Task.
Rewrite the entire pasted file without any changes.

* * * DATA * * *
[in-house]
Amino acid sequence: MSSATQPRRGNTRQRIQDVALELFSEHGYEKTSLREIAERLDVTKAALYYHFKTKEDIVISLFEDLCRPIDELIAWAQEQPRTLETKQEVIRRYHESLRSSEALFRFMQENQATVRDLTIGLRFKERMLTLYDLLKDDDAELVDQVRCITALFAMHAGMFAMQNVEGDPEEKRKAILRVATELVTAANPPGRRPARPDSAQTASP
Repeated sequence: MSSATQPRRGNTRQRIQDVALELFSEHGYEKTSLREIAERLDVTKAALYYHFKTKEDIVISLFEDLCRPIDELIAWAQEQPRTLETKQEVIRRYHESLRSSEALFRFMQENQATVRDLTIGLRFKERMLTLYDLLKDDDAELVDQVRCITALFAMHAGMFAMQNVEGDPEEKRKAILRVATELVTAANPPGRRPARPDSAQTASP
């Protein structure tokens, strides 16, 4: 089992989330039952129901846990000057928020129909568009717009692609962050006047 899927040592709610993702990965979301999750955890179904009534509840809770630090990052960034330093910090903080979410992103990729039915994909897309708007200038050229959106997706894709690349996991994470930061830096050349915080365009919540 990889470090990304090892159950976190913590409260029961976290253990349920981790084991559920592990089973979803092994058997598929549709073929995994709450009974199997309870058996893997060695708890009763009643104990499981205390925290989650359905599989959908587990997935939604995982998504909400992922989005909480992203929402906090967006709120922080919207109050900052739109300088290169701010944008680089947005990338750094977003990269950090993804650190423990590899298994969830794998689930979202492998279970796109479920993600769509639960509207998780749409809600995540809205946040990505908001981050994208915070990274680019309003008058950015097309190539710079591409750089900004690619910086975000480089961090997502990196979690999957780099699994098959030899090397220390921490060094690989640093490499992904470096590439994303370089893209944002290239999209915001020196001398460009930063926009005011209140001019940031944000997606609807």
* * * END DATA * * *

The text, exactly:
[in-house]
Amino acid sequence: MSSATQPRRGNTRQRIQDVALELFSEHGYEKTSLREIAERLDVTKAALYYHFKTKEDIVISLFEDLCRPIDELIAWAQEQPRTLETKQEVIRRYHESLRSSEALFRFMQENQATVRDLTIGLRFKERMLTLYDLLKDDDAELVDQVRCITALFAMHAGMFAMQNVEGDPEEKRKAILRVATELVTAANPPGRRPARPDSAQTASP
Repeated sequence: MSSATQPRRGNTRQRIQDVALELFSEHGYEKTSLREIAERLDVTKAALYYHFKTKEDIVISLFEDLCRPIDELIAWAQEQPRTLETKQEVIRRYHESLRSSEALFRFMQENQATVRDLTIGLRFKERMLTLYDLLKDDDAELVDQVRCITALFAMHAGMFAMQNVEGDPEEKRKAILRVATELVTAANPPGRRPARPDSAQTASP
């Protein structure tokens, strides 16, 4: 089992989330039952129901846990000057928020129909568009717009692609962050006047 899927040592709610993702990965979301999750955890179904009534509840809770630090990052960034330093910090903080979410992103990729039915994909897309708007200038050229959106997706894709690349996991994470930061830096050349915080365009919540 990889470090990304090892159950976190913590409260029961976290253990349920981790084991559920592990089973979803092994058997598929549709073929995994709450009974199997309870058996893997060695708890009763009643104990499981205390925290989650359905599989959908587990997935939604995982998504909400992922989005909480992203929402906090967006709120922080919207109050900052739109300088290169701010944008680089947005990338750094977003990269950090993804650190423990590899298994969830794998689930979202492998279970796109479920993600769509639960509207998780749409809600995540809205946040990505908001981050994208915070990274680019309003008058950015097309190539710079591409750089900004690619910086975000480089961090997502990196979690999957780099699994098959030899090397220390921490060094690989640093490499992904470096590439994303370089893209944002290239999209915001020196001398460009930063926009005011209140001019940031944000997606609807």